March 2011

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Though the cold (and occasionally snowy) weather here in Chicago may make us doubt, Spring is truly right around the corner. As the seasons shift, our bodies need to shift and adjust along with them—practitioners of Traditional Chinese Medicine can observe these shifts by examining the pulse. A change of season causes the rate, rhythm, volume, and tension of the pulse to vary. The pulse tends to be taut in spring, full in summer, floating in autumn, and sunken in winter. TCM physicians will take this into account when distinguishing the abnormal pulse from the normal.

In the parlance of TCM, Spring is the season of new birth and new growth, belongs to the wood element, and dominates liver functioning. If we don’t adapt to the changing climate in spring, we may be susceptible to seasonal health problems, such as flu, pneumonia, or a relapse of chronic diseases.  The midwest region has been hit hard this winter with lingering upper respiratory illness, so those of us here need to be extra mindful in taking care of our bodies during this shift in season.

To help our clients (both existing and new!) stay healthy this season, The Nest is offering a Spring special: 3 Seasonal Balance Acupuncture treatments for $250 ($30 savings).* The treatments will specifically focus on balancing, strengthening, and harmonizing the 12 energetic meridians of the body.

Call 773.267.0248 today to schedule your Seasonal Acupuncture tune up!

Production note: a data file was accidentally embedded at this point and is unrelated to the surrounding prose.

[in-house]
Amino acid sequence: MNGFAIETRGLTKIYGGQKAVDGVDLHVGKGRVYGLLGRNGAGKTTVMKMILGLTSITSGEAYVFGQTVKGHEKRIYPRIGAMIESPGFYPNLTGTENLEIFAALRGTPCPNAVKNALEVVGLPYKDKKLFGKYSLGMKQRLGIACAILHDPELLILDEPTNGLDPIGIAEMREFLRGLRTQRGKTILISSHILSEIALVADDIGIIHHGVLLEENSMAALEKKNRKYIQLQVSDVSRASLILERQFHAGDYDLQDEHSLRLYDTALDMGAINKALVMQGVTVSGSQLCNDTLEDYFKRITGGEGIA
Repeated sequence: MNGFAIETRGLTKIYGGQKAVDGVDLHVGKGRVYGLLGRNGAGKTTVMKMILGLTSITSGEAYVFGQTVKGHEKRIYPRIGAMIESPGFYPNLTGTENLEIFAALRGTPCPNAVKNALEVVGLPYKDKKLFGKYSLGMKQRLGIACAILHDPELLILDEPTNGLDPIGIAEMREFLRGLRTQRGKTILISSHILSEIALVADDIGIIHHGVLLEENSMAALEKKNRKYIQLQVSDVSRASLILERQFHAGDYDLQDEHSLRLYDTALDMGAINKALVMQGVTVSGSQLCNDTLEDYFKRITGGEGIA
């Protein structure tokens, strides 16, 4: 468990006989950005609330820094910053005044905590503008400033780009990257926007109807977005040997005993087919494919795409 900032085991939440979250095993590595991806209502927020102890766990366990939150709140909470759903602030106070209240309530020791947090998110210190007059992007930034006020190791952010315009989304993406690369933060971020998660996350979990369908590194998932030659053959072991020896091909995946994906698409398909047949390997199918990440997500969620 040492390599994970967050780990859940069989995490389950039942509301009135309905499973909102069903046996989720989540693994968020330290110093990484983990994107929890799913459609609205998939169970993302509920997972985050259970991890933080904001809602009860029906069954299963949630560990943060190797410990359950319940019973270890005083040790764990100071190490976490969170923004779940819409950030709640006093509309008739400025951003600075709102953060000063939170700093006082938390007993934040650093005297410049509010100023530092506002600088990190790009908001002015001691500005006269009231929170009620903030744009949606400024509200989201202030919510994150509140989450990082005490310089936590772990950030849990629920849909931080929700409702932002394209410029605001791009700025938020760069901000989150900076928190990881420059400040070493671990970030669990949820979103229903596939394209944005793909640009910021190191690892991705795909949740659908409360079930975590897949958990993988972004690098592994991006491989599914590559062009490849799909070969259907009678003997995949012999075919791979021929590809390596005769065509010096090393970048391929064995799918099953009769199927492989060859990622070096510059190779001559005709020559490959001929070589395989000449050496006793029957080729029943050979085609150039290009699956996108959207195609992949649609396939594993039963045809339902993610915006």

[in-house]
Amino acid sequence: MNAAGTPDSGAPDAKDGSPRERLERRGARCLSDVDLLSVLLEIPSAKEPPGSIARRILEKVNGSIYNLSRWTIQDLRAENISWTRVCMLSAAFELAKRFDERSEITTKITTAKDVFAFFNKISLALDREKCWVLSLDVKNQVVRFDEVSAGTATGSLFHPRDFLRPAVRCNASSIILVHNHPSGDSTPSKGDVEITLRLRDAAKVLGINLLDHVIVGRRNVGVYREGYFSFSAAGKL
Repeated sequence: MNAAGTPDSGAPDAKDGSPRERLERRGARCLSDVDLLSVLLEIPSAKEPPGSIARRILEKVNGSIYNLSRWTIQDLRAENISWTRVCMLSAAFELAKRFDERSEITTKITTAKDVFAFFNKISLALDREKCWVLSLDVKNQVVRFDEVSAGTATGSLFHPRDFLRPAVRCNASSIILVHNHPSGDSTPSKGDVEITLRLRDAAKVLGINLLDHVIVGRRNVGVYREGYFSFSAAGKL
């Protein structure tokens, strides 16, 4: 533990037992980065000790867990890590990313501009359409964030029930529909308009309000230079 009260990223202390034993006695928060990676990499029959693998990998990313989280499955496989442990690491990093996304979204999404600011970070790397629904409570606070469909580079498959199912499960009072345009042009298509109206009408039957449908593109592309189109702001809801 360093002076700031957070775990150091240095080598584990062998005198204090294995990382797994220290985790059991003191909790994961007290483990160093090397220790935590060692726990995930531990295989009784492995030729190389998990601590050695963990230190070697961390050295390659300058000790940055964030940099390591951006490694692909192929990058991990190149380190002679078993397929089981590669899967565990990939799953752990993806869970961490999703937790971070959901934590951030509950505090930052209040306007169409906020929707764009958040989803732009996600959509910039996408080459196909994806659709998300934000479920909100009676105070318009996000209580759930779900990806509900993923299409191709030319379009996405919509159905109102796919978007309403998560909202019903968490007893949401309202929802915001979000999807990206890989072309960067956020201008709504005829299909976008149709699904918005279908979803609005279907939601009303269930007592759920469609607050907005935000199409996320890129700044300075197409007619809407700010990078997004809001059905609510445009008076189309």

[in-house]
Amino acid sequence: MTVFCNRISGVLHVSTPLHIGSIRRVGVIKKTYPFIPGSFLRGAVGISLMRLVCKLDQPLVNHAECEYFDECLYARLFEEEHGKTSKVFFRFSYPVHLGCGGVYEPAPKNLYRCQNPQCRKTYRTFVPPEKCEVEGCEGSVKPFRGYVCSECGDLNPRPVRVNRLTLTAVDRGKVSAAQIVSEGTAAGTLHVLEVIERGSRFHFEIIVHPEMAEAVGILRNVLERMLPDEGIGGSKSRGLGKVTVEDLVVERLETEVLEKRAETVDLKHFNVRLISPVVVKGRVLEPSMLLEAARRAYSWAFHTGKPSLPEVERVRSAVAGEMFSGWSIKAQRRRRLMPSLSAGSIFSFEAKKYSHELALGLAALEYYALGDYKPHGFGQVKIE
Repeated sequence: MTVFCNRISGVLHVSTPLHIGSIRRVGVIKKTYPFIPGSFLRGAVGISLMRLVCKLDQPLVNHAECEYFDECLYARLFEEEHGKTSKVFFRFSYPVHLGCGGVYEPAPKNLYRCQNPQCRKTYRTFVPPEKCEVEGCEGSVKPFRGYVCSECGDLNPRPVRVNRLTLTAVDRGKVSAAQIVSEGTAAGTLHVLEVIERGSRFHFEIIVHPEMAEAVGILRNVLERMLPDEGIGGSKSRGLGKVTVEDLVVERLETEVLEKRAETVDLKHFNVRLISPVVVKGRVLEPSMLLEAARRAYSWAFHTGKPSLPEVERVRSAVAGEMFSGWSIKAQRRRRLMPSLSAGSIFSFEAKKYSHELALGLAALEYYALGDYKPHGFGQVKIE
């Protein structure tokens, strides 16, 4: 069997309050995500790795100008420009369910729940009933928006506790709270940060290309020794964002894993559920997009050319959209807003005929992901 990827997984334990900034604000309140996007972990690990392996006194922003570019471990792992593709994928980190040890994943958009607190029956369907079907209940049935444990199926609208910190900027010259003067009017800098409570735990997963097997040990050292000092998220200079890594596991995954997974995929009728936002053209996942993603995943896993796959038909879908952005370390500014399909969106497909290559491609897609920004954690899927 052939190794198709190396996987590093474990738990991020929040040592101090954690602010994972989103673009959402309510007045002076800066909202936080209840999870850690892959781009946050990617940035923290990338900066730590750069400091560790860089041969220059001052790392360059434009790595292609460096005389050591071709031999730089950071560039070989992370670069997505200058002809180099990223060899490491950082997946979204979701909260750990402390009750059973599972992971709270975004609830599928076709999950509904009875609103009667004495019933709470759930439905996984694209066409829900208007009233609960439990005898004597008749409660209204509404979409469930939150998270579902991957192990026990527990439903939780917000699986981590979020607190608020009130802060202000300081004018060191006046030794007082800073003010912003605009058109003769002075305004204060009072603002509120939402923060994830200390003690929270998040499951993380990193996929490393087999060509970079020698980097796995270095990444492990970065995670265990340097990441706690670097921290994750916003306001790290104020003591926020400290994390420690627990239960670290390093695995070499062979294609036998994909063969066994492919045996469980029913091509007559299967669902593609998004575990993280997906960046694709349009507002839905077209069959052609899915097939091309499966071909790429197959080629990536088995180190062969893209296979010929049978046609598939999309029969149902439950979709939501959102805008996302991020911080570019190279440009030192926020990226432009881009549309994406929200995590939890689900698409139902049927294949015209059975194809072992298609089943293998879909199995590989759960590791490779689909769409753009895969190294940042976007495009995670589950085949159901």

*Note this special is for SEASONAL BALANCE TREATMENTS ONLY. A seasonal session with an acupuncturist can help improve overall health by enhancing the body’s immune system to keep illness at bay.  It can also provide a boost in energy levels, lifting mood and improving a person’s sense of well being, allowing the body to function more effectively.

According to TCM philosophies, if we consume seasonal foods that are similar in nature to the external environment, we remain in harmony with the environment, adapt better to the weather changes, and remain healthy. Examples of recommended foods for the spring include onions, leeks, leaf mustard, Chinese yam, wheat, dates, cilantro, mushrooms, spinach, and bamboo shoots. Fresh green and leafy vegetables should also be included in meals; sprouts from seeds are also valuable.

In addition, uncooked, frozen and fried foods should only be taken in moderation since these are harmful to the spleen and stomach if consumed in large amounts.

And to help you inject some delicious greens into your diet, here is a beneficial recipe featuring an underappreciated wild green: Dandelion!

Salad of Dandelion and Fresh Goat Cheese
adapted from Uncommon Fruits and Vegetables by E. Schneider

1 bunch dandelion greens, cleaned and dried
about 1/4 pound fresh white goat cheese, cut into ½ inch cubes
1/3 cup or so of chopped red onion, or chopped scallions
2 T sherry or other light vinegar
2 T walnut or other nut oil, can use a good olive oil if that’s what’s on hand
½ t sugar
3-4 T toasted and coarsely chopped walnuts
Cut off and discard stem bases. Cut each stalk into 2-inch pieces. Pile on a serving dish; intersperse with cheese. Sprinkle with onion to taste. In small, non-aluminum pan combine vinegar, oil, and sugar; bring to a boil, stirring. Pour over salad and toss lightly. Sprinkle with nuts and serve at once.

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